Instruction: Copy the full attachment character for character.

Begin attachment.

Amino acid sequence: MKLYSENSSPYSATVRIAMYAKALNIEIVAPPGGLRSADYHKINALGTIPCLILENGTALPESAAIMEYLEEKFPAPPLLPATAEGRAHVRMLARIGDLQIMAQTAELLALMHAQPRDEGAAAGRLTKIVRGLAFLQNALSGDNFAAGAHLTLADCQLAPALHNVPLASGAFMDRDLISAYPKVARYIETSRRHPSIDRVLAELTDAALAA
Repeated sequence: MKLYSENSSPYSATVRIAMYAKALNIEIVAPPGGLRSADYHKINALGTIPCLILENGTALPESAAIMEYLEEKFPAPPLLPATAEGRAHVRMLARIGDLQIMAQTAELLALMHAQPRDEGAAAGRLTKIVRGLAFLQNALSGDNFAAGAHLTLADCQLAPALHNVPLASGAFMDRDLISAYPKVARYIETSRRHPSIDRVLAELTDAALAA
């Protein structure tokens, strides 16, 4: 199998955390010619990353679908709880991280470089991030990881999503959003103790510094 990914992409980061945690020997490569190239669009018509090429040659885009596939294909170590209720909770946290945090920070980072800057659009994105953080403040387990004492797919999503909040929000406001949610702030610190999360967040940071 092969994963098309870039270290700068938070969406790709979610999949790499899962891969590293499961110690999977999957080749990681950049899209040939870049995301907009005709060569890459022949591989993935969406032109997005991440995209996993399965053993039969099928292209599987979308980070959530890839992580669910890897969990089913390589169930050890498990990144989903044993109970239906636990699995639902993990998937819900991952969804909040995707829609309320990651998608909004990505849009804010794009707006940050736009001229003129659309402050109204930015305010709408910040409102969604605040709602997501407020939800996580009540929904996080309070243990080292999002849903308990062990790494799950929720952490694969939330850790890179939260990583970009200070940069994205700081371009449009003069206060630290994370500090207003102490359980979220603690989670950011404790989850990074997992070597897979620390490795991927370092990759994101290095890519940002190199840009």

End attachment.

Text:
Amino acid sequence: MKLYSENSSPYSATVRIAMYAKALNIEIVAPPGGLRSADYHKINALGTIPCLILENGTALPESAAIMEYLEEKFPAPPLLPATAEGRAHVRMLARIGDLQIMAQTAELLALMHAQPRDEGAAAGRLTKIVRGLAFLQNALSGDNFAAGAHLTLADCQLAPALHNVPLASGAFMDRDLISAYPKVARYIETSRRHPSIDRVLAELTDAALAA
Repeated sequence: MKLYSENSSPYSATVRIAMYAKALNIEIVAPPGGLRSADYHKINALGTIPCLILENGTALPESAAIMEYLEEKFPAPPLLPATAEGRAHVRMLARIGDLQIMAQTAELLALMHAQPRDEGAAAGRLTKIVRGLAFLQNALSGDNFAAGAHLTLADCQLAPALHNVPLASGAFMDRDLISAYPKVARYIETSRRHPSIDRVLAELTDAALAA
């Protein structure tokens, strides 16, 4: 199998955390010619990353679908709880991280470089991030990881999503959003103790510094 990914992409980061945690020997490569190239669009018509090429040659885009596939294909170590209720909770946290945090920070980072800057659009994105953080403040387990004492797919999503909040929000406001949610702030610190999360967040940071 092969994963098309870039270290700068938070969406790709979610999949790499899962891969590293499961110690999977999957080749990681950049899209040939870049995301907009005709060569890459022949591989993935969406032109997005991440995209996993399965053993039969099928292209599987979308980070959530890839992580669910890897969990089913390589169930050890498990990144989903044993109970239906636990699995639902993990998937819900991952969804909040995707829609309320990651998608909004990505849009804010794009707006940050736009001229003129659309402050109204930015305010709408910040409102969604605040709602997501407020939800996580009540929904996080309070243990080292999002849903308990062990790494799950929720952490694969939330850790890179939260990583970009200070940069994205700081371009449009003069206060630290994370500090207003102490359980979220603690989670950011404790989850990074997992070597897979620390490795991927370092990759994101290095890519940002190199840009």